Friday, 14 August 2015

I am a moustachioed, hessian-wearing librarian, and proud of it

My response to this.

Let's consider another example of what he might have said, to see how ridiculous this is.

"I don't know what it is with all these mothers these days, feeding their children bananas in public.  Don't they understand that I-and probably some other fellas for that matter-don't like to look at bananas?  They make me feel uncomfortable.  Don't they realise that bananas are quite phallic in appearance, and therefore they remind me of sex.  How inappropriate to be feeding your child-yes, a child-a banana in public!  It gives me associations in my head that I really do not want.  It's practically peodophilia.  And besides, bananas don't grow in this country so it's totally unnatural.

"Of course, it was different in the Stone Age, when people didn't have their own teeth.  Back then they had to eat bananas as they couldn't eat anything harder, what with the lack of teeth and everything.

"It seems to me that it's only these right-on, free-thinking librarian women that feed their children bananas anyway.  What's wrong with a bag of crisps?  They have some really nice flavours these days.

"However, if it's an attractive woman eating a banana, then of course that's fine.  I bet all the other fellas would agree too." 

Thursday, 13 August 2015

O Sleep How You Taunt Me

Piglet went to sleep at 7.15pm today.  ***KLAXON***

I am braced for a rough night when he inevitably wakes up in an hour or so, having regarded his current period of sleep as nothing but a later-than-normal nap, and sits bolt upright in bed, before launching himself at me head first and emitting a high pitched scream into my ear, headbutting me and biting my face.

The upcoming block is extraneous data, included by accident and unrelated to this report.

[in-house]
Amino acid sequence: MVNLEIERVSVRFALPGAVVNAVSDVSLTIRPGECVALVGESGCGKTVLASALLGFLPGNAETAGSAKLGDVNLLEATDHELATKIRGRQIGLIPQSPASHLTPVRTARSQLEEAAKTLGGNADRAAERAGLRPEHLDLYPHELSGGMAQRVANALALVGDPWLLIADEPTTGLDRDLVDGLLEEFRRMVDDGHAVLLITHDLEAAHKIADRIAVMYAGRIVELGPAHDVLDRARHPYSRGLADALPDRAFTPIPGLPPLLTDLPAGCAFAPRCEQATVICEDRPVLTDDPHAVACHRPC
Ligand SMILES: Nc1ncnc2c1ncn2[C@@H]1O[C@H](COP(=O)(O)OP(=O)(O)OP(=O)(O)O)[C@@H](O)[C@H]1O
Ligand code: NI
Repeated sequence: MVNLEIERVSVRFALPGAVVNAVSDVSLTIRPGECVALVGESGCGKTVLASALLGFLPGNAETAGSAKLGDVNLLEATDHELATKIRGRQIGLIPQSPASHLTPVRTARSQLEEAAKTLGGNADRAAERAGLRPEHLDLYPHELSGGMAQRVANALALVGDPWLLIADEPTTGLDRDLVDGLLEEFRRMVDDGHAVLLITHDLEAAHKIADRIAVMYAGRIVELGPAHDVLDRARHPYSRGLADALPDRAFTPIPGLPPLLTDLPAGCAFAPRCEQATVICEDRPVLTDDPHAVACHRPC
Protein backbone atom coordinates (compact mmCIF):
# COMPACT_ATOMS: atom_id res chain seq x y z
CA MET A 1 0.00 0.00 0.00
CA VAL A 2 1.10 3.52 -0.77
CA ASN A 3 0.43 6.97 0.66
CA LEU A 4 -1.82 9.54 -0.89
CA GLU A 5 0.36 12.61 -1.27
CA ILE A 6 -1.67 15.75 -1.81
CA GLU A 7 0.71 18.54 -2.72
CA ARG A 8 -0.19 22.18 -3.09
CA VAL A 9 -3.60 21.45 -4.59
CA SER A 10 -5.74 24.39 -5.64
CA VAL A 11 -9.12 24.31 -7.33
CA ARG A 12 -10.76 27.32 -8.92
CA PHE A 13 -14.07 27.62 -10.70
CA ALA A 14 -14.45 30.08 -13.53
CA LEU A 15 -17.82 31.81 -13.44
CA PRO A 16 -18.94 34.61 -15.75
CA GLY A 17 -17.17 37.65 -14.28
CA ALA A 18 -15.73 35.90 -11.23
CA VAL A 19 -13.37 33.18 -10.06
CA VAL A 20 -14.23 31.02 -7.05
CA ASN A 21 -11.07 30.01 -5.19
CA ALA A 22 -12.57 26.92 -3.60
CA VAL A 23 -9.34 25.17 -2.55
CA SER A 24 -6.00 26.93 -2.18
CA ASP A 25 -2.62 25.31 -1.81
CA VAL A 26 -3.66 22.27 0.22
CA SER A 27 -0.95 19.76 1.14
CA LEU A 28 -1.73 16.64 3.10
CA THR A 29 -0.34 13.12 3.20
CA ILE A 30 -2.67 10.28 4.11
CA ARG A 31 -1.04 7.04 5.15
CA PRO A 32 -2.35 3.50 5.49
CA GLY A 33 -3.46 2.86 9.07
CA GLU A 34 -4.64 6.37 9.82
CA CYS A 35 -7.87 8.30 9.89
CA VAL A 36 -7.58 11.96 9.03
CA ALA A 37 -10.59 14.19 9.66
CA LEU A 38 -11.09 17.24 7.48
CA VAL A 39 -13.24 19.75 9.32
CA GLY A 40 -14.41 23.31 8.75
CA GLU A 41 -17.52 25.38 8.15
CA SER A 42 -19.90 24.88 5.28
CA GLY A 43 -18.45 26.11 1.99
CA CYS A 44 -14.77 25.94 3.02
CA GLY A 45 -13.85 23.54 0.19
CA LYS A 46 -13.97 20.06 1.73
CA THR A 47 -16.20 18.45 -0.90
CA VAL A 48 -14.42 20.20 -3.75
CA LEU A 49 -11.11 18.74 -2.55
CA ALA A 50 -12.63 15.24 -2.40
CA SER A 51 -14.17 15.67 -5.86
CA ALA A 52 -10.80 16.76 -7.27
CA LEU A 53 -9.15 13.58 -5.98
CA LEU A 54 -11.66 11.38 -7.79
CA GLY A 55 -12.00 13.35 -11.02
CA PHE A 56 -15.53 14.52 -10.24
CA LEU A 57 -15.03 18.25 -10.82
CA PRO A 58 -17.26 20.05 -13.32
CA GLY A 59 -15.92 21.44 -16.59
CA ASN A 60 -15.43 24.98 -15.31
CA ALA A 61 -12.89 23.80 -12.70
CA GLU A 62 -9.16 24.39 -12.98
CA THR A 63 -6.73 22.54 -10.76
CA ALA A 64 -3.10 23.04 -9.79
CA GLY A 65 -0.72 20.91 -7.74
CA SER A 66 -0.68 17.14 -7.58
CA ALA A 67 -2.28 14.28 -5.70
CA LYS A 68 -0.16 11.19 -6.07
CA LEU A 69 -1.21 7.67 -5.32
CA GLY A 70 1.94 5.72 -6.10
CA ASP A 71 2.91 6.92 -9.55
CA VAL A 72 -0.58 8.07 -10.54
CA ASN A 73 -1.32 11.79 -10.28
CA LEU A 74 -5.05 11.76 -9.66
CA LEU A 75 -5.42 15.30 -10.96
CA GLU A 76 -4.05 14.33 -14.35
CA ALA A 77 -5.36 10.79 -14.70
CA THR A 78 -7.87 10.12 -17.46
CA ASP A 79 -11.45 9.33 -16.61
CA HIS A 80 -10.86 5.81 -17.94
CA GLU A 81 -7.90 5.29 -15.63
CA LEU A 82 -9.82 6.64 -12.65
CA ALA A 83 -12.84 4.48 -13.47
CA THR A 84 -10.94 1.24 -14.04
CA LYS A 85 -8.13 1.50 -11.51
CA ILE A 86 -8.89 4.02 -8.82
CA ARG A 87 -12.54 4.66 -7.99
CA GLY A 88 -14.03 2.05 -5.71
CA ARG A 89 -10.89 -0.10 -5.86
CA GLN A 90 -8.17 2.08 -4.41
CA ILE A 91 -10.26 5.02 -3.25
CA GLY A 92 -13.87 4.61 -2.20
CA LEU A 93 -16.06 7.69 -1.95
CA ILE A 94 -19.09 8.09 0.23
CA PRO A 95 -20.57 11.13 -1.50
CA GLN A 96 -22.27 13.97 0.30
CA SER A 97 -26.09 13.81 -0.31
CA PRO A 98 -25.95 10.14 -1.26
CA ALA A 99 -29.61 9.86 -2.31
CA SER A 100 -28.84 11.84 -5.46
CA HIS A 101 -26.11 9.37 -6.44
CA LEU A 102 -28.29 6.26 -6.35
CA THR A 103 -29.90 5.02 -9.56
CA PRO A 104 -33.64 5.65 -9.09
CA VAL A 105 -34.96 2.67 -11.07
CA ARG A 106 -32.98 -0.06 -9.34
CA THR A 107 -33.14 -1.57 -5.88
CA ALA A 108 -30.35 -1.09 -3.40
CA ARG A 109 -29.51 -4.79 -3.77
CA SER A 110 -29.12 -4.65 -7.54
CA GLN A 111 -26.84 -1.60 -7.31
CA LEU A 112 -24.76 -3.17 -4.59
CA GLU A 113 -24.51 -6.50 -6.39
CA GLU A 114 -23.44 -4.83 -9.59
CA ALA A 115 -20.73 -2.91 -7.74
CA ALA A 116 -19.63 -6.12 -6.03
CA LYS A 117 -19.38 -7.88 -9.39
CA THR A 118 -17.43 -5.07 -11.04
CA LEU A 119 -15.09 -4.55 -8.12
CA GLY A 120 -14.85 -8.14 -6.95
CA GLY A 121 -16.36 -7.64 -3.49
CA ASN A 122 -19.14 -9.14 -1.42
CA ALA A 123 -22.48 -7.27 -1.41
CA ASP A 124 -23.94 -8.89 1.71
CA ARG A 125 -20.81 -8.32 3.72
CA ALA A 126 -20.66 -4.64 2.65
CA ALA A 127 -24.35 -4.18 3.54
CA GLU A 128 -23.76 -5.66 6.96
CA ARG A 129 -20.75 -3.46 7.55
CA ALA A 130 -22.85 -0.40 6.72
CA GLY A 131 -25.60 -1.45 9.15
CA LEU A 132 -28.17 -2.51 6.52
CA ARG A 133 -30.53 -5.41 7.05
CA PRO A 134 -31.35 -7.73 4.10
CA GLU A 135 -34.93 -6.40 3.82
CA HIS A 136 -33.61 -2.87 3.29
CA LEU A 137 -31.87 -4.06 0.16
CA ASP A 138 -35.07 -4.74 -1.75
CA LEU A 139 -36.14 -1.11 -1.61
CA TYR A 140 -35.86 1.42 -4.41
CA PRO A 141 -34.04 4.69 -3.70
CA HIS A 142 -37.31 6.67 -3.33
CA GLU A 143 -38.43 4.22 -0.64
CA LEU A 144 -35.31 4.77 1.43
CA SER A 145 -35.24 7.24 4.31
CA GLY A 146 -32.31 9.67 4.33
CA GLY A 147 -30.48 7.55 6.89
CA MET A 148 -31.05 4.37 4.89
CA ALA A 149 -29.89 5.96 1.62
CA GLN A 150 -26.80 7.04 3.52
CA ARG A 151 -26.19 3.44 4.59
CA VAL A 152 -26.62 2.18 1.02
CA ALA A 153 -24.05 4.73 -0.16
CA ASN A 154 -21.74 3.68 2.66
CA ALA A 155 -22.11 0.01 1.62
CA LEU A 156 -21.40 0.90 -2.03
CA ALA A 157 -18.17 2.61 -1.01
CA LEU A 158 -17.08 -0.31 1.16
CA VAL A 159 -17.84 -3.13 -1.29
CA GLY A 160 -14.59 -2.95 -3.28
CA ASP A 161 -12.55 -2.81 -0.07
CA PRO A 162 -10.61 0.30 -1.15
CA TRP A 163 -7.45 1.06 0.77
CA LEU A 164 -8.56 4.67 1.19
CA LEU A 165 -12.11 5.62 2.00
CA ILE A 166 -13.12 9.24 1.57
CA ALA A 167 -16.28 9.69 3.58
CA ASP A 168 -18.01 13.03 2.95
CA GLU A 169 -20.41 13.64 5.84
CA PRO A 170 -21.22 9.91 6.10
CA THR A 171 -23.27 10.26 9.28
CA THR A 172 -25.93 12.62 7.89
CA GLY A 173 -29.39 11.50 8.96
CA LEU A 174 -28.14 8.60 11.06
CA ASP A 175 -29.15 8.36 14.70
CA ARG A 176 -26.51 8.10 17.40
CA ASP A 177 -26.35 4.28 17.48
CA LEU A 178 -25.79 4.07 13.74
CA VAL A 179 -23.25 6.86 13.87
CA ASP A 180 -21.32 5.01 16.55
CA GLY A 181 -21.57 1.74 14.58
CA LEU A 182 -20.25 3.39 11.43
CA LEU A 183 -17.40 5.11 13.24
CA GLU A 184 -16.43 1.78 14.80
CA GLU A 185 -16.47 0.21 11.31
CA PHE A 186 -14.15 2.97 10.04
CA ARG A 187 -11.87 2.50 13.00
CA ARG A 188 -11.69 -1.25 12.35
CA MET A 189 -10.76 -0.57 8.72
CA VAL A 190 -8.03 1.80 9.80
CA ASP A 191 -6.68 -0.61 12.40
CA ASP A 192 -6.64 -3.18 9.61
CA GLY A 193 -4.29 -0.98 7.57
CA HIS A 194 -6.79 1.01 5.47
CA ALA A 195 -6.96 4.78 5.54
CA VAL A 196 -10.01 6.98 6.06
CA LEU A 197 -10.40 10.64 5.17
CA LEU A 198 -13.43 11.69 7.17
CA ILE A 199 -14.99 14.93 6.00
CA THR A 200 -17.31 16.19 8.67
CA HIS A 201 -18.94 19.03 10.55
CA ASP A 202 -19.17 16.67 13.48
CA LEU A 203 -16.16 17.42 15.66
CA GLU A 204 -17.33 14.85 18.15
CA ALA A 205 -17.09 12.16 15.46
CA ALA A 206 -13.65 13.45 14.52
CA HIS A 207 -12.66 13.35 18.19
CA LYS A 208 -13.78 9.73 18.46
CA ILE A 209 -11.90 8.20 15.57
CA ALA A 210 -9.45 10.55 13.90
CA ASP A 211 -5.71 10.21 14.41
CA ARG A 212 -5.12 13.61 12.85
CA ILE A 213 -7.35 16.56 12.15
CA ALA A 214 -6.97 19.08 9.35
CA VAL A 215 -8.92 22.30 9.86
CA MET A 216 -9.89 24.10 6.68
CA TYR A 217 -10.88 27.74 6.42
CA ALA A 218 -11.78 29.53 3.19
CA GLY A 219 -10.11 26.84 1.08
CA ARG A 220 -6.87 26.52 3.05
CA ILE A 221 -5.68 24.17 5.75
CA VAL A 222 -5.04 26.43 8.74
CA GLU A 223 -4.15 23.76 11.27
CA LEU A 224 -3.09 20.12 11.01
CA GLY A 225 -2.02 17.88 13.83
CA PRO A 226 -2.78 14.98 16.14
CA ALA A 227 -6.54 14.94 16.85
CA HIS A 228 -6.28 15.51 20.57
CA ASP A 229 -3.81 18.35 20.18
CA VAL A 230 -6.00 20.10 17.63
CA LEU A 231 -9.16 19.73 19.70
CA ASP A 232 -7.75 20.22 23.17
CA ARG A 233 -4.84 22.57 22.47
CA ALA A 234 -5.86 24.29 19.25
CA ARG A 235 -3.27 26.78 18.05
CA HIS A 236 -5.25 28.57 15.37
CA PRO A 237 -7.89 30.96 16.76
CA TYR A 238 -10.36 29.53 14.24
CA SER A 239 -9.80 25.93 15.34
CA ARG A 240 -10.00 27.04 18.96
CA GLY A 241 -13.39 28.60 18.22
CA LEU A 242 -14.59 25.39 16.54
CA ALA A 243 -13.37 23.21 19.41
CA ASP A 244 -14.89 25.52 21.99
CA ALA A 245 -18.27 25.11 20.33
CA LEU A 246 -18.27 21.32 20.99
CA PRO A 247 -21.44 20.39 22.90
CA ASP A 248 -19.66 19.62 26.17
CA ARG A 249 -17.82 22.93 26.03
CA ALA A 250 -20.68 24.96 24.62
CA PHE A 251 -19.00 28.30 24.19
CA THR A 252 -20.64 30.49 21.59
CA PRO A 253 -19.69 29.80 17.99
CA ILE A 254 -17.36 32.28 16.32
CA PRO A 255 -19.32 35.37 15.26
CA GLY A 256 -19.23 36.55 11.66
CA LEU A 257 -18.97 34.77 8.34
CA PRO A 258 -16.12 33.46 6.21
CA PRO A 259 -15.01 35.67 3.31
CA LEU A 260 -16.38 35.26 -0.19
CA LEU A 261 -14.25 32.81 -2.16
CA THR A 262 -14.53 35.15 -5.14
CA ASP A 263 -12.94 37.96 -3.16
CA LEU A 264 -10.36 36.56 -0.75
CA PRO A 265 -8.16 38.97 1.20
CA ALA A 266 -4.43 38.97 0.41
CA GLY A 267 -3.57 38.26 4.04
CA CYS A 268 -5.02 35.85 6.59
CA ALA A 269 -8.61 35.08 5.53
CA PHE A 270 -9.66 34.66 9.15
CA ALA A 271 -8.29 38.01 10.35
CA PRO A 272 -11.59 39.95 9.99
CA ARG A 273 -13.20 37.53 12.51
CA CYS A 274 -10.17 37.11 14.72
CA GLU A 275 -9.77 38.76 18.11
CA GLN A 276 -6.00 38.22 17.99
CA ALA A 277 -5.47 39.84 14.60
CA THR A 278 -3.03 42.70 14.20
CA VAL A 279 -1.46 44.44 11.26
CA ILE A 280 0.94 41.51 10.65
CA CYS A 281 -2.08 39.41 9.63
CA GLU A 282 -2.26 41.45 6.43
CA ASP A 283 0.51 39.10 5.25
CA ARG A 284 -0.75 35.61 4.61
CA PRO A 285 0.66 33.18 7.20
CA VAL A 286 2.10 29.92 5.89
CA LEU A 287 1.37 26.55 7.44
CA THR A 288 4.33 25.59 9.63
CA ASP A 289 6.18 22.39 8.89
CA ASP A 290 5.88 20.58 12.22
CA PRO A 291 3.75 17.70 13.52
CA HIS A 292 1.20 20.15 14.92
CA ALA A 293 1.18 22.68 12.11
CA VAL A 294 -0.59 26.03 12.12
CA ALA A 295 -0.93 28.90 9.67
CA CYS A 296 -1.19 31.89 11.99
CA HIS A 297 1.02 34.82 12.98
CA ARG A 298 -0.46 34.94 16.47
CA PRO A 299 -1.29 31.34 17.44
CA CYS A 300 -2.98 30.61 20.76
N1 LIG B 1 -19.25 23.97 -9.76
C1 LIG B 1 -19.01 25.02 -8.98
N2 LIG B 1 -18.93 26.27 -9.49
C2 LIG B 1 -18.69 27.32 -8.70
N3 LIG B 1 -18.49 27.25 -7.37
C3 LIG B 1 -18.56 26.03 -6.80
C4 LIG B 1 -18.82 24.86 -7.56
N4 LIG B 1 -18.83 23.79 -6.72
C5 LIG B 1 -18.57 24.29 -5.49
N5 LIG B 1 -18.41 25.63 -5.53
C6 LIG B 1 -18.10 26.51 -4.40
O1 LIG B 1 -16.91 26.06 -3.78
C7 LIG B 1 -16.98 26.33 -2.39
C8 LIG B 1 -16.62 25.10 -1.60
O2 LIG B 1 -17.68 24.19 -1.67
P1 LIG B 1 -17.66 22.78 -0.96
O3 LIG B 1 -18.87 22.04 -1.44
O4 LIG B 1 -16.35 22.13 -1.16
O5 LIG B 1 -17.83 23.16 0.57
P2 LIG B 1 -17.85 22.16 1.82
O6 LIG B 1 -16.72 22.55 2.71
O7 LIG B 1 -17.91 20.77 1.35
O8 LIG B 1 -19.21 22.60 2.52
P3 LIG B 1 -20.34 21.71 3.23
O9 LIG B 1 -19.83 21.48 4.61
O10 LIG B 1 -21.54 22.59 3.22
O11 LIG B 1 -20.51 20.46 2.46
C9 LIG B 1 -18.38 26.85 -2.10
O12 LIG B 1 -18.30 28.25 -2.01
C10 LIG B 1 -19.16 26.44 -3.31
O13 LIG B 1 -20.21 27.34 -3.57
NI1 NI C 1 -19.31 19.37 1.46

This sort of physical attack is, I believe, what passes for a sign of affection with Piglet.

Either that or he actually detests me.

He is, of course, sleeping in the bed.  I would hardly be so bold as to put him in his cot.  For a start, there is no sheet on the mattress as the combined intellects of myself and my mother couldn't work out how to fit one on without the ends of the mattress curling up, and secondly, he will not sleep in a cot anyway.

An old photo, but one which I feel sums up roughly how Piglet feels about being in a cot.

I had long suspected this to be the case, but I had spent so many months gathering him up into my arms and taking him into the bed with me at the first sign of a whimper that he had barely spent any time in the cot and so I couldn't be sure.  Then, last week, when we were on holiday in Cornwall, came the acid test.

The travel cot we had ordered had been placed into what I can only assume was supposed to be the children's room in the caravan, judging by the size of the single bed in there, which was slightly narrower than the average shelf.  O the folly of these holiday caravan people who have never met Piglet and I, and who must have assumed that he has something known as a "routine," and sleeps at a time of his parents' (they must have assumed there were two, sleeping in the double bedroom) choosing, in a room which is designated for the exclusive use of a child or children plural.  O what folly (*shakes fist at the idea of a nuclear family with a routine*)

And so I bravely steeled myself for a night on the shelf (metaphorically, surely the story of my life), and laid Piglet down into the travel cot for his slumbers.

After feeding him to sleep of course (*guffaws heartily at the idea of him doing any of that "settling himself to sleep" that the parenting books are always talking about*).